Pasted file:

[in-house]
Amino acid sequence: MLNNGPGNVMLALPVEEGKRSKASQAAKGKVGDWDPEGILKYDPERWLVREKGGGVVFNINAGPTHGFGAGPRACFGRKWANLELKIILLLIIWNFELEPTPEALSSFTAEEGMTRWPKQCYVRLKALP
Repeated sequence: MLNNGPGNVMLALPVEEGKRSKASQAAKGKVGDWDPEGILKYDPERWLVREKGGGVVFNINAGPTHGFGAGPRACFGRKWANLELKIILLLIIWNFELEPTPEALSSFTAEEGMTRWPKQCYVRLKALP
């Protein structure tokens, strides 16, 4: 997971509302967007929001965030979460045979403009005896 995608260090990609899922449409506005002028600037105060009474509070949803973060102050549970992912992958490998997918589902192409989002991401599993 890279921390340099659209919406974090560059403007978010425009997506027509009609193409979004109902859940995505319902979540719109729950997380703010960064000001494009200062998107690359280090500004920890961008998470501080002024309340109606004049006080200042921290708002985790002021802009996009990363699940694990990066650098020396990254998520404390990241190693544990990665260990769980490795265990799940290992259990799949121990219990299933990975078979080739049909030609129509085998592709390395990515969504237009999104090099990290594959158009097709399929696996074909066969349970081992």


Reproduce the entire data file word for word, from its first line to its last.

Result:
[in-house]
Amino acid sequence: MLNNGPGNVMLALPVEEGKRSKASQAAKGKVGDWDPEGILKYDPERWLVREKGGGVVFNINAGPTHGFGAGPRACFGRKWANLELKIILLLIIWNFELEPTPEALSSFTAEEGMTRWPKQCYVRLKALP
Repeated sequence: MLNNGPGNVMLALPVEEGKRSKASQAAKGKVGDWDPEGILKYDPERWLVREKGGGVVFNINAGPTHGFGAGPRACFGRKWANLELKIILLLIIWNFELEPTPEALSSFTAEEGMTRWPKQCYVRLKALP
């Protein structure tokens, strides 16, 4: 997971509302967007929001965030979460045979403009005896 995608260090990609899922449409506005002028600037105060009474509070949803973060102050549970992912992958490998997918589902192409989002991401599993 890279921390340099659209919406974090560059403007978010425009997506027509009609193409979004109902859940995505319902979540719109729950997380703010960064000001494009200062998107690359280090500004920890961008998470501080002024309340109606004049006080200042921290708002985790002021802009996009990363699940694990990066650098020396990254998520404390990241190693544990990665260990769980490795265990799940290992259990799949121990219990299933990975078979080739049909030609129509085998592709390395990515969504237009999104090099990290594959158009097709399929696996074909066969349970081992």